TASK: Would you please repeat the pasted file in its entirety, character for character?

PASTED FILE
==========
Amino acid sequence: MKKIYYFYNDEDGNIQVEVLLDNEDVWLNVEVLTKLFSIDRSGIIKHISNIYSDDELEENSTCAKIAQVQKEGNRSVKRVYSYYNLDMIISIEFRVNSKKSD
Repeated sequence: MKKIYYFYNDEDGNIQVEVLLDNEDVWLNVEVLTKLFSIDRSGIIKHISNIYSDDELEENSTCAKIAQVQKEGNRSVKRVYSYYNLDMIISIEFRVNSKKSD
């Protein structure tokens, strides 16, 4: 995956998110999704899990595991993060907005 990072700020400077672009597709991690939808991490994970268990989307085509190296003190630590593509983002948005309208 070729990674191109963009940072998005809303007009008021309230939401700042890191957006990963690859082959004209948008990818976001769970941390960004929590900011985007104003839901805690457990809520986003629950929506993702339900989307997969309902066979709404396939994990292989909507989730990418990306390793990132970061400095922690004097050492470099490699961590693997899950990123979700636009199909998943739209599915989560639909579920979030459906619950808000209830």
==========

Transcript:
Amino acid sequence: MKKIYYFYNDEDGNIQVEVLLDNEDVWLNVEVLTKLFSIDRSGIIKHISNIYSDDELEENSTCAKIAQVQKEGNRSVKRVYSYYNLDMIISIEFRVNSKKSD
Repeated sequence: MKKIYYFYNDEDGNIQVEVLLDNEDVWLNVEVLTKLFSIDRSGIIKHISNIYSDDELEENSTCAKIAQVQKEGNRSVKRVYSYYNLDMIISIEFRVNSKKSD
């Protein structure tokens, strides 16, 4: 995956998110999704899990595991993060907005 990072700020400077672009597709991690939808991490994970268990989307085509190296003190630590593509983002948005309208 070729990674191109963009940072998005809303007009008021309230939401700042890191957006990963690859082959004209948008990818976001769970941390960004929590900011985007104003839901805690457990809520986003629950929506993702339900989307997969309902066979709404396939994990292989909507989730990418990306390793990132970061400095922690004097050492470099490699961590693997899950990123979700636009199909998943739209599915989560639909579920979030459906619950808000209830």